Messages
10,060
Location
Central Washington
Basically, the resonator is an 'air spring'. When the intake valves close, the air wants to keep going but runs into it and reflects off the valve. The air pressure wave travels into the resonator and reflects back. This is how it dampens sound. But, if you were doing it right, you could use this reflected wave to 'push' more air into the cylinders, increasing volumetric efficiency. It would only be effective at certain RPM ranges as the distance from the intake valve to the resonator is timing of the reflected air wave. It has to arrive while the intake valve is open. Longer distance means its effective at lower RPMs. This is why truck intake manifolds are often longer as the longer runner increases the volumetric efficiency at a lower RPM due to this effect. If you look at a old Ford 4.2L V6 in a truck, it technically had two intake manifolds. There was a long/thin runner and a short/fat runner to each cylinder. The short/fat runner was normally blocked off by a throttle-plate type system. At low RPMs, the engine pulled its air through the longer runners, which has a longer interval for this 'forced air' effect, so better torque. Once the engine crossed over, I think it was 4K RPM, the PCM opened the short runners to increase top end HP via this same effect. I personally think the resonator box is on the wrong side of the throttle body to be effective except at WOT, maybe, but its also pretty far away from the intake valves.
 
Last edited:
Messages
42,565
Location
Ontario, Canada
Originally Posted By: Olas
Originally Posted By: dishdude
I want to know how what box does anything for power.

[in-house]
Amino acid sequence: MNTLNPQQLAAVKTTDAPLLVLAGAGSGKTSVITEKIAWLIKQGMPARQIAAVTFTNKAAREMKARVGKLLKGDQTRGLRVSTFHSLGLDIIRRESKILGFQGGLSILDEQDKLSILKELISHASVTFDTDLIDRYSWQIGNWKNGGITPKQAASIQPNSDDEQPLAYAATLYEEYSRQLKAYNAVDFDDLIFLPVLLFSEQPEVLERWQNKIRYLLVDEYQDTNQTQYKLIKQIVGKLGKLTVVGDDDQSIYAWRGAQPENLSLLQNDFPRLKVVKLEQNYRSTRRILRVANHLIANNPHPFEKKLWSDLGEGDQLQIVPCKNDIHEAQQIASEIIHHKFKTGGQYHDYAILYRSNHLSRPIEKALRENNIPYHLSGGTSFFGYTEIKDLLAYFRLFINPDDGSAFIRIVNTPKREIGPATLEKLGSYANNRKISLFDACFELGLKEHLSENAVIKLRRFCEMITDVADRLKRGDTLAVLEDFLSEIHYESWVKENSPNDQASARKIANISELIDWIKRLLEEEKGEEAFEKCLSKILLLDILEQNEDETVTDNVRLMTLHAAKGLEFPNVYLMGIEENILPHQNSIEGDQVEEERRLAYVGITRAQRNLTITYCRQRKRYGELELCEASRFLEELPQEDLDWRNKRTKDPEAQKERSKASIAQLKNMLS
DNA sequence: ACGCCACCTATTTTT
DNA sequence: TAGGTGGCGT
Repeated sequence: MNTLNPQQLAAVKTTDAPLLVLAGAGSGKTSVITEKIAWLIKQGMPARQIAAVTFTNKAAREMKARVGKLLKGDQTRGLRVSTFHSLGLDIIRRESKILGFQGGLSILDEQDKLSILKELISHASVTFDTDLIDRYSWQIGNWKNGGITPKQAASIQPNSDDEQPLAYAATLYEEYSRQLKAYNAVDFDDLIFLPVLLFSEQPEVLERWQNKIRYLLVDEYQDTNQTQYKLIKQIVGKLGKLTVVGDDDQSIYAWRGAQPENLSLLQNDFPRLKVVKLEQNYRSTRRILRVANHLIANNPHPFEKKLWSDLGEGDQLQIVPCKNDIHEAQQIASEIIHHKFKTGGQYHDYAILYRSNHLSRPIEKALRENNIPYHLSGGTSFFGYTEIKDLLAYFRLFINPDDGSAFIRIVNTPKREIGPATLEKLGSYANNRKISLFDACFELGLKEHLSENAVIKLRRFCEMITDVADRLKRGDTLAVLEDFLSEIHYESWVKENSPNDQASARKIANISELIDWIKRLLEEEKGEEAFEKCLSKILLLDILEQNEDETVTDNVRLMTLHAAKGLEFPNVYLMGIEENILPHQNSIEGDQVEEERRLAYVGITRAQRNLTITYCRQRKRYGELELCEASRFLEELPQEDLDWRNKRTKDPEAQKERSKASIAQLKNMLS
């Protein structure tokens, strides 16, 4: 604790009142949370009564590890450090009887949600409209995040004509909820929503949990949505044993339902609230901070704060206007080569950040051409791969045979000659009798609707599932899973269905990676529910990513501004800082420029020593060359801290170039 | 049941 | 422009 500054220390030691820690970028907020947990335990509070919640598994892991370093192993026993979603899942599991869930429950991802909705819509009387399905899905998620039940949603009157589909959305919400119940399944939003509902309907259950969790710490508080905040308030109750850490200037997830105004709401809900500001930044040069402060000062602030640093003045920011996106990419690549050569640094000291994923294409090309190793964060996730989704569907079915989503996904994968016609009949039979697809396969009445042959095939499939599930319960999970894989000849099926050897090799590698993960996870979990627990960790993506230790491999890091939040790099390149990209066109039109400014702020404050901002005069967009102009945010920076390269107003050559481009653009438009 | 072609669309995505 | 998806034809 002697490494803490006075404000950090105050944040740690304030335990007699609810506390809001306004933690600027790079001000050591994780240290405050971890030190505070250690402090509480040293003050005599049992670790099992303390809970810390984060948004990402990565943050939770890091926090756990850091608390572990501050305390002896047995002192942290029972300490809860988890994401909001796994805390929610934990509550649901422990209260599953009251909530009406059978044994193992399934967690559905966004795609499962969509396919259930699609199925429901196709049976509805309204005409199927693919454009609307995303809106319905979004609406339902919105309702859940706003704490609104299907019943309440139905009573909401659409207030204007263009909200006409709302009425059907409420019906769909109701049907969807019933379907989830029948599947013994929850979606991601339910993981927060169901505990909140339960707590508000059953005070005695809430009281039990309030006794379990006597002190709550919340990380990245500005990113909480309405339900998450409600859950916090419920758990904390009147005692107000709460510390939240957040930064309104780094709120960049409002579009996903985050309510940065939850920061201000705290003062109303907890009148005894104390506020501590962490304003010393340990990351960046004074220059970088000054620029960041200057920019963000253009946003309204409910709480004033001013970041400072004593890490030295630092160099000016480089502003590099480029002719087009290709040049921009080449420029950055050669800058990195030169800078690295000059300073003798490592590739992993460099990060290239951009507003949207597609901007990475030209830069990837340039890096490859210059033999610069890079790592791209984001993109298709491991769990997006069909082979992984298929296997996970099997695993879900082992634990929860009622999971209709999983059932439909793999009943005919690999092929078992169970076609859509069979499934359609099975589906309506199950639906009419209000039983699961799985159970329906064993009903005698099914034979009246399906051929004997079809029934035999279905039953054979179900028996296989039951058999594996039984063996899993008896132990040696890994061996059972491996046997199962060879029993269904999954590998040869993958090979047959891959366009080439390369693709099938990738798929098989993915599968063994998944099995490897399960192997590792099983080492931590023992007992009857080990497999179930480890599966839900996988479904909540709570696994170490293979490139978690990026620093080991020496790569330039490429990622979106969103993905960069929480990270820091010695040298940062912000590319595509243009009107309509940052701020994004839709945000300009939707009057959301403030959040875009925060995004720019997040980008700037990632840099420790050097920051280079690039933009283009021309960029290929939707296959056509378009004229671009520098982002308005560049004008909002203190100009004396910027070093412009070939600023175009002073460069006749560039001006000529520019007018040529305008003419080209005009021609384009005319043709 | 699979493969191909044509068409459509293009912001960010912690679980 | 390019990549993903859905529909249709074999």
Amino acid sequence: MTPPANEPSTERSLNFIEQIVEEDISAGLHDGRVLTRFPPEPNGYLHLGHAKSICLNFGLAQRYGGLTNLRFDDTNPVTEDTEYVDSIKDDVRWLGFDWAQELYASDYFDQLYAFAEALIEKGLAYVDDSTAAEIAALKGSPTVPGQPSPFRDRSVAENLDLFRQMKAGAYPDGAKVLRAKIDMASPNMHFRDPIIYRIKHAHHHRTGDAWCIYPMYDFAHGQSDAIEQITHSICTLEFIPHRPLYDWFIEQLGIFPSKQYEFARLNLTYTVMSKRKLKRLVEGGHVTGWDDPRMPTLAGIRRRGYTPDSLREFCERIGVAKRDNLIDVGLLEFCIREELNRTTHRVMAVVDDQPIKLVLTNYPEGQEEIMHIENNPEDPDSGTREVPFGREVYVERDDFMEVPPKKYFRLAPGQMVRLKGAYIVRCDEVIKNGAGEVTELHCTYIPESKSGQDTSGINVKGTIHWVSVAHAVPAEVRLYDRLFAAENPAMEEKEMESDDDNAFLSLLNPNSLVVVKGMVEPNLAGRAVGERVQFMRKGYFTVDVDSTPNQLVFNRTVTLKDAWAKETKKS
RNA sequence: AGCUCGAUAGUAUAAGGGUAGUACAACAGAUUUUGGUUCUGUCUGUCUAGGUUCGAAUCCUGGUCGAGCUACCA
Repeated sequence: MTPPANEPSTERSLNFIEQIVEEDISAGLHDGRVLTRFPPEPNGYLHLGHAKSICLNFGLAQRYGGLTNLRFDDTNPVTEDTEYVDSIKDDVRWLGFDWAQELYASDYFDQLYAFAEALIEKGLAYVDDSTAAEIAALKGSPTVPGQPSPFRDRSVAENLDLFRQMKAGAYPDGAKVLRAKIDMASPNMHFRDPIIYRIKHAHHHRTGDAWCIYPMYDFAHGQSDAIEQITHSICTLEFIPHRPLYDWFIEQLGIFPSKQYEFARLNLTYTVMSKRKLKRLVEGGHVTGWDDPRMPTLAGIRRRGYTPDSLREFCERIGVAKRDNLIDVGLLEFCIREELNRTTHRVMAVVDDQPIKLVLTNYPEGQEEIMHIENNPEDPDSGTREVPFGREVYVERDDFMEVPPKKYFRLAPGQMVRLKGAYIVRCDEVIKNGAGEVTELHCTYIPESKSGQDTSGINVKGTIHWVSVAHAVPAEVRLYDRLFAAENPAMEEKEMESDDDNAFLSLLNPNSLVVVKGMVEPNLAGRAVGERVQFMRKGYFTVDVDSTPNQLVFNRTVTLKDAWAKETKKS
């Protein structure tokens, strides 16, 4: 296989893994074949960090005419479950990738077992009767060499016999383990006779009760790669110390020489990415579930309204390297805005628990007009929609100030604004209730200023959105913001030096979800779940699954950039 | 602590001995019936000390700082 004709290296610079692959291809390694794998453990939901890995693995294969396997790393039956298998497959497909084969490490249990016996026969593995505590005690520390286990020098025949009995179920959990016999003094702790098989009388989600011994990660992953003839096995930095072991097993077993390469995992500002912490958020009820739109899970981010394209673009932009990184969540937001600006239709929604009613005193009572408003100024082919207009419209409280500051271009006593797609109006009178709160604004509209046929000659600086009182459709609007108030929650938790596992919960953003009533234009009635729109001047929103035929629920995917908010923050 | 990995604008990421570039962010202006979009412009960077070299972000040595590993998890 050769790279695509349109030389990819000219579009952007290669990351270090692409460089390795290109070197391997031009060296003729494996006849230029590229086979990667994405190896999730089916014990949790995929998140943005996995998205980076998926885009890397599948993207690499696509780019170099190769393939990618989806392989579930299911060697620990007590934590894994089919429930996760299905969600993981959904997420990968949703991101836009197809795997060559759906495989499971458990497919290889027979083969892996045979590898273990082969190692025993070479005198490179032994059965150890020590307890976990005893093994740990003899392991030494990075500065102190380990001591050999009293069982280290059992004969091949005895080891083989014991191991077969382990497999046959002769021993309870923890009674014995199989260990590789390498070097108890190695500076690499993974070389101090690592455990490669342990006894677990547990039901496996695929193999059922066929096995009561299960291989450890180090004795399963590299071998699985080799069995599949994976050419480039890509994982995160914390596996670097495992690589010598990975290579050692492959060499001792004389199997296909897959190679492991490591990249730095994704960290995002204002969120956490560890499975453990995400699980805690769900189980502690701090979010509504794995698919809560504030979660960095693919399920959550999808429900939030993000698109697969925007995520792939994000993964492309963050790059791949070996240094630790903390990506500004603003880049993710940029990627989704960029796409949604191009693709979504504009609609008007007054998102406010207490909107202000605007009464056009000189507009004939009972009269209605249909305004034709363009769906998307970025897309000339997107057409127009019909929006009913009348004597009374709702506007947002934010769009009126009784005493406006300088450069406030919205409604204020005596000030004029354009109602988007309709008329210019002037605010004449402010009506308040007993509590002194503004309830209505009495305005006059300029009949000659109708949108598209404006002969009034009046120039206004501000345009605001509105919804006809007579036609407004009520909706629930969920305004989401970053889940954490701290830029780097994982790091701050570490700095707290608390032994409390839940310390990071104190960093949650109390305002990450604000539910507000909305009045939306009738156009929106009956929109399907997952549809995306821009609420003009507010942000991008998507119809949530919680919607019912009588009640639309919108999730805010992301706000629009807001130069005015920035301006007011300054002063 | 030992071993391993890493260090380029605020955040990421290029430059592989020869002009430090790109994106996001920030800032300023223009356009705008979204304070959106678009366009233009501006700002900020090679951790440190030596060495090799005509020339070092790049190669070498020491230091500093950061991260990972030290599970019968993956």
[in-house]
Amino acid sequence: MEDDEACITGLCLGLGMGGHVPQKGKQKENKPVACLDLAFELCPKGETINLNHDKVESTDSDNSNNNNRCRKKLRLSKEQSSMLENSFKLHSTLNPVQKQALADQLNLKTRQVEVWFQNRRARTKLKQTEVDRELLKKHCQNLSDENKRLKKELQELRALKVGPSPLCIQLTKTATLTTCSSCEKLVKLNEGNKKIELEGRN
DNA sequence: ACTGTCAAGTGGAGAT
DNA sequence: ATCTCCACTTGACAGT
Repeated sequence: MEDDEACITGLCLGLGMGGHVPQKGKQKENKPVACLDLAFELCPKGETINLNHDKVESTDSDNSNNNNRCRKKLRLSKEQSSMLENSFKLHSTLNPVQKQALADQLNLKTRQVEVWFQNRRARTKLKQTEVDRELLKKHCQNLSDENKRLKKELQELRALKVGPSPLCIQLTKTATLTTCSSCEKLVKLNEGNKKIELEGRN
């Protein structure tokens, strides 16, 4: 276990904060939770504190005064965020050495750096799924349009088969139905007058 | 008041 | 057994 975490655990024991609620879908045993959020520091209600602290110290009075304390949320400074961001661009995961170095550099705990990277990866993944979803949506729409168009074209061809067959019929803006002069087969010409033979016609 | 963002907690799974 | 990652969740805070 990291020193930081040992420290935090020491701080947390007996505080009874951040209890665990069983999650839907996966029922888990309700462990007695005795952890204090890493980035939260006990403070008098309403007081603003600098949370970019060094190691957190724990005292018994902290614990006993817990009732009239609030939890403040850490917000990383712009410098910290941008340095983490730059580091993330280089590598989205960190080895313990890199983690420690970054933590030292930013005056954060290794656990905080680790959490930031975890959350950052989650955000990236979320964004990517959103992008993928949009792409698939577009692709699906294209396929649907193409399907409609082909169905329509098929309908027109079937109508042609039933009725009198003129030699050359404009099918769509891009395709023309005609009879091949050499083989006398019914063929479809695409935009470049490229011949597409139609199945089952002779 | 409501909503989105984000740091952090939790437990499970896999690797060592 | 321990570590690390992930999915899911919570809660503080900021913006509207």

There are effects to increase the V.E on N.A engines. As with most tuning, this Intake tuning can be a compromise and only truly effective over a certain RPM range, but picking a choosing the design to fit in around the engine, the "boost" given can be used to smooth out the output over the engine. Tuning can be done via the length of the intake runners, and their size. Long thin intake runners will speed up the gas velocity and the momentum of the fast moving air will help pack the cylinder full even as the intake valve is closing. This will boost power at lower engine speeds, but the thin runner design will restrict airflow at high speeds. Tuning and resonance of the pipework will also help. As the engine sucks in air, there are pulses of high and low pressure. The tuning is designed use these pulses of pressure to get more into a cylinder, by adjusting the size and length of the intake. This effect is known as Helmholtz Resonance. The resonance effect will only work in a given intake size as a specific RPM range, so this can either be used to remove a flat spot, add extra torque in lower RPMs where most day to day driving occurs, or a variable length Intake system can be used to provide two resonant effects at different RPM ranges. An example of this is the BMW DISA flap in some manifolds.